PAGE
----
Two preliminary biological control screens were developed, using lettuce & strawberry as model systems, to test potential biocontrol micro-organisms for their ability to control Botrytis cinerea, the causal agent of grey mould. The first screen evaluated a range of saprophytic yeasts, bacteria & fungi for their ability to inhibit Botrytis lesions on whole lettuce plants. In a controlled environment (18 -22°C, 85-90% relative humidity & 12 h photoperiod), lettuce leaves were spray inoculated with antagonists (10⁷ fungal spores mL⁻¹ or 10⁸ bacterial cells mL⁻¹), allowed to dry & challenged by spray inoculation with the pathogen (10⁶ conidia mL⁻¹). After 7 days Pseudomonas fluorescens LU1001 & LU1003, P. synxantha LU1004 & P. veronii LU1002 had significantly reduced lesion areas by an average of 79% on whole lettuce plants. An Ulocladium sp. LU865 & Epicoccum purpurascens LU148 reduced lesion areas by 94% & 78%, respectively. The second screen evaluated selected saprophytic bacteria & filamentous fungi, with previously identified antagonistic properties (against a range of plant pathogens), for the ability to inhibit B. cinerea on detached strawberry tissues & whole strawberry plants. The most successful isolates, E. purpurascens LU148 & Trichoderma atroviride LU132, inhibited lesion development by up to 32% & suppressed sporulation on detached strawberry leaves by up to 87%. They were further evaluated on detached strawberry flowers & whole strawberry plants in a controlled environment (18°C & 85-95% relative humidity). The most consistently effective antagonist was T. atroviride LU132, which inhibited B. cinerea in all experiments, significantly (P≤0.05) suppressing B. cinerea sporulation on detached strawberry flowers & leaf discs removed from inoculated whole plants by 100% & 81%, respectively. This was similar to the level of disease suppression given by the commercial biocontrol product, Prestop & the fungicide, fenhexamid. The mechanism of action of T. atroviride LU132 was investigated. Competition for glucose & sucrose occurred on detached strawberry leaf pieces & on polytetrafluoroethylene (PTFE) membranes, significantly inhibiting B. cinerea germ tube length at low sugar concentrations. The isolate also produced non-volatile inhibitory substances in minimal medium that inhibited B. cinerea germ tube elongation & in dual culture, T. atroviride LU132 was found to directly parasitize B. cinerea hyphae leading to cell collapse. The biological activity of T. atroviride LU132 against the grey mould pathogen was investigated on three cultivars of strawberry under field conditions. The study also examined the effect of commonly used botryticides on germination & growth of T. atroviride LU132 to allow selection of a fungicide for mixed application. The fungicide fenhexamid significantly increased conidial germination frequency by up to 34% & was later used in mixed tank applications. The field trials demonstrated that treatment with T. atroviride LU132, fenhexamid, & the tank-mix of both could all equally suppress B. cinerea sporulation, significantly, on strawberry leaves & stamens by 42-100%. These treatments increased yield of strawberry fruit by up to 36% but they did not reduce disease incidence in the fruit in a 7 day ambient storage trial. This research has identified T. atroviride LU132 as a successful biological control agent (BCA) of B. cinerea in strawberry. The more obvious mechanisms of action such as antibiosis, competition for nutrients & mycoparasitism have been investigated & the use of the BCA within an integrated management strategy, with the fungicide fenhexamid, has been successfully implemented. Future work will focus on developing a suitable formulation for the BCA in order to increase its efficacy under field conditions.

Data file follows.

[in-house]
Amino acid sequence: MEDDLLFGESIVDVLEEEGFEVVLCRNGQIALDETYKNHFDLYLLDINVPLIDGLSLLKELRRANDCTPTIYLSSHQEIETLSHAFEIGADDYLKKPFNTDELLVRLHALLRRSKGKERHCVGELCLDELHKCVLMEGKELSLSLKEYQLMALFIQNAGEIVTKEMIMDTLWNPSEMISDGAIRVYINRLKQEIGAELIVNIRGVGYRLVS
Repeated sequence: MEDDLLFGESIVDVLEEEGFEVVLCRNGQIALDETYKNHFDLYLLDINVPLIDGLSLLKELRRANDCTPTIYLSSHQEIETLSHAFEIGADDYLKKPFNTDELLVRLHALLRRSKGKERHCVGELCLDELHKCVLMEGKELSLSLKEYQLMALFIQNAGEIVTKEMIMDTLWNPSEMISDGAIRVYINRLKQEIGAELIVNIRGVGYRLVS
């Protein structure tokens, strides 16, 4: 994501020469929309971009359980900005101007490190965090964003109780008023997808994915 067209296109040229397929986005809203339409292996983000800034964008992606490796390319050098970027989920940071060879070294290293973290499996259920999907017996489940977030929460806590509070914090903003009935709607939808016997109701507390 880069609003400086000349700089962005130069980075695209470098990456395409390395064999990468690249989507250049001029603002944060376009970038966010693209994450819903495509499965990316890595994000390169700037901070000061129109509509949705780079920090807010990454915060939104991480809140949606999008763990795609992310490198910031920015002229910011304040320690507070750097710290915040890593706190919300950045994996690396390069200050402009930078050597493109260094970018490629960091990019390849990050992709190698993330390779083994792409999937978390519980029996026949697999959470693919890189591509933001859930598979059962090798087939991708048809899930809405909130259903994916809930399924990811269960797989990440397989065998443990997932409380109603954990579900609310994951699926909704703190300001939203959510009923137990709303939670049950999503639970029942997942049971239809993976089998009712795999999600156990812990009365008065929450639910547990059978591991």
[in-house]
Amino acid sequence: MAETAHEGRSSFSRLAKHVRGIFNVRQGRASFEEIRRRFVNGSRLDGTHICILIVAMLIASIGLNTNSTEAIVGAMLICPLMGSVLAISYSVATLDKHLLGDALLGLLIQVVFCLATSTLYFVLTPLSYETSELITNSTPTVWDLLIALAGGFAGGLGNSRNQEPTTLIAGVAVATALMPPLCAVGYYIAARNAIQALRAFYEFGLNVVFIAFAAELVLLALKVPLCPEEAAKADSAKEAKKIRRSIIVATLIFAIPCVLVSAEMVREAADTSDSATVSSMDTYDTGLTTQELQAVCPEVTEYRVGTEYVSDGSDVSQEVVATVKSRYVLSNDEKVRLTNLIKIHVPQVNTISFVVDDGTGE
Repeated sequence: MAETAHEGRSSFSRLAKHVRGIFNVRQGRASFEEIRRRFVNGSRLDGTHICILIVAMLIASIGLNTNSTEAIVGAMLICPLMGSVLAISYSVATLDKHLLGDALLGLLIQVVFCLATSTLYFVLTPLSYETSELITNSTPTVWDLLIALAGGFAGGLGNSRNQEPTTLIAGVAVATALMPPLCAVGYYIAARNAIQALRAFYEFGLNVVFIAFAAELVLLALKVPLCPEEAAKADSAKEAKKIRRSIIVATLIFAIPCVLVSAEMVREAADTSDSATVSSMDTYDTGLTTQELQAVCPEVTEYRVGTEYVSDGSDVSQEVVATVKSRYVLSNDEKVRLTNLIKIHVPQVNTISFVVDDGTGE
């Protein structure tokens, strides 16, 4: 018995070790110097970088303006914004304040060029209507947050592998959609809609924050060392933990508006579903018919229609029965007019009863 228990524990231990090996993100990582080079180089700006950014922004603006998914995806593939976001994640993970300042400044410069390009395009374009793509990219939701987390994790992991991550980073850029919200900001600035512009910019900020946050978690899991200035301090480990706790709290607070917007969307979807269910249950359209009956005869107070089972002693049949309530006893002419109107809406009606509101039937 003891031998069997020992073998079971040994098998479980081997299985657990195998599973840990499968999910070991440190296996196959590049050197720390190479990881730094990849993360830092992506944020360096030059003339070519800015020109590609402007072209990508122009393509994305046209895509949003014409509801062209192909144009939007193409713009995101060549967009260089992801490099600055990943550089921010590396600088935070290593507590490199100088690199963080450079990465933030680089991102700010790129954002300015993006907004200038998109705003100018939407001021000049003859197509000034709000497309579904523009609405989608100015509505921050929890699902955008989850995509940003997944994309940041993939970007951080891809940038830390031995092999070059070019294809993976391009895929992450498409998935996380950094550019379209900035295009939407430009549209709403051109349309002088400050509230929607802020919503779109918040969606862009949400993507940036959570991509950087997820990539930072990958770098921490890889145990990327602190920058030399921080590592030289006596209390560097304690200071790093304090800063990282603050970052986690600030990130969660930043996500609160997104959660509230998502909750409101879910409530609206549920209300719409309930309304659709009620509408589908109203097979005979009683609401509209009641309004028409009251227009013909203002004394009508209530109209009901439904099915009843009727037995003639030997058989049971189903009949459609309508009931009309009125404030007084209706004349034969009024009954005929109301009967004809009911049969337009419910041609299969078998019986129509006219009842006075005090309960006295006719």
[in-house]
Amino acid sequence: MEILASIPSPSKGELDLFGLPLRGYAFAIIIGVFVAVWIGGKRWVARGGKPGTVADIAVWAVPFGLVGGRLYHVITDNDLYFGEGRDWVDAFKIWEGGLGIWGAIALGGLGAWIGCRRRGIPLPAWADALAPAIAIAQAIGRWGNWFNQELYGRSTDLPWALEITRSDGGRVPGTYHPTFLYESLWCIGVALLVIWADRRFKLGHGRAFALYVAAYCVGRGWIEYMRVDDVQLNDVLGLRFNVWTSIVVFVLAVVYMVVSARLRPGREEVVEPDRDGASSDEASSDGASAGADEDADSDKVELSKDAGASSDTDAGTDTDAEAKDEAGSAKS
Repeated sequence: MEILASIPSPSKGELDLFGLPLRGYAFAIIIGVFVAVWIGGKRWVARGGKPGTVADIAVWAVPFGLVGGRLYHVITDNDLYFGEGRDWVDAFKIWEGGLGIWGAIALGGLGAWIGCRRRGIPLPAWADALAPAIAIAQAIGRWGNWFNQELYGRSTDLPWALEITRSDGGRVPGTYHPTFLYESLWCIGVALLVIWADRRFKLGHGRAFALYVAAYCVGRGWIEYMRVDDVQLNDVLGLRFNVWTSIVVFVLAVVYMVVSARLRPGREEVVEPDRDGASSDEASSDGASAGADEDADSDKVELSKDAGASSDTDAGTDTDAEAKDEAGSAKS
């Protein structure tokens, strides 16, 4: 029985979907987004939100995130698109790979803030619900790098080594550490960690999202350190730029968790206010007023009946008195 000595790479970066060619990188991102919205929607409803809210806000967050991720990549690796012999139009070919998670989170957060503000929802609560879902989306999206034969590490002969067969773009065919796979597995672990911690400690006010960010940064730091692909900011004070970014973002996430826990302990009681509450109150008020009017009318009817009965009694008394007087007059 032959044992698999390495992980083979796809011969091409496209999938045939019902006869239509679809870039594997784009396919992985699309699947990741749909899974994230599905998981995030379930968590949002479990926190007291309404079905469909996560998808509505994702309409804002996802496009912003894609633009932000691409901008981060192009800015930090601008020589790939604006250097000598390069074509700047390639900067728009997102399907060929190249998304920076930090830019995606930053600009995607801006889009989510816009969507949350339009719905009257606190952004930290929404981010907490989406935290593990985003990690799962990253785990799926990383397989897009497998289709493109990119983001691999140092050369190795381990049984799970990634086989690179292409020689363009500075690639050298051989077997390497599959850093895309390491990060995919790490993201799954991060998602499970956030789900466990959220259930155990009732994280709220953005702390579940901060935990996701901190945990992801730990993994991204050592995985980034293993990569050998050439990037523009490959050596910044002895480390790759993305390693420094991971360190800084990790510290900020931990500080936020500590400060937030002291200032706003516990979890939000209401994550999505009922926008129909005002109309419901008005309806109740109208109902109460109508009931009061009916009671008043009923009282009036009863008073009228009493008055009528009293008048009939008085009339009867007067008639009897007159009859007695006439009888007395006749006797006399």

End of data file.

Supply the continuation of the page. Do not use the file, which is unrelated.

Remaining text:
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  • A decade of strawberry production : an economic assessment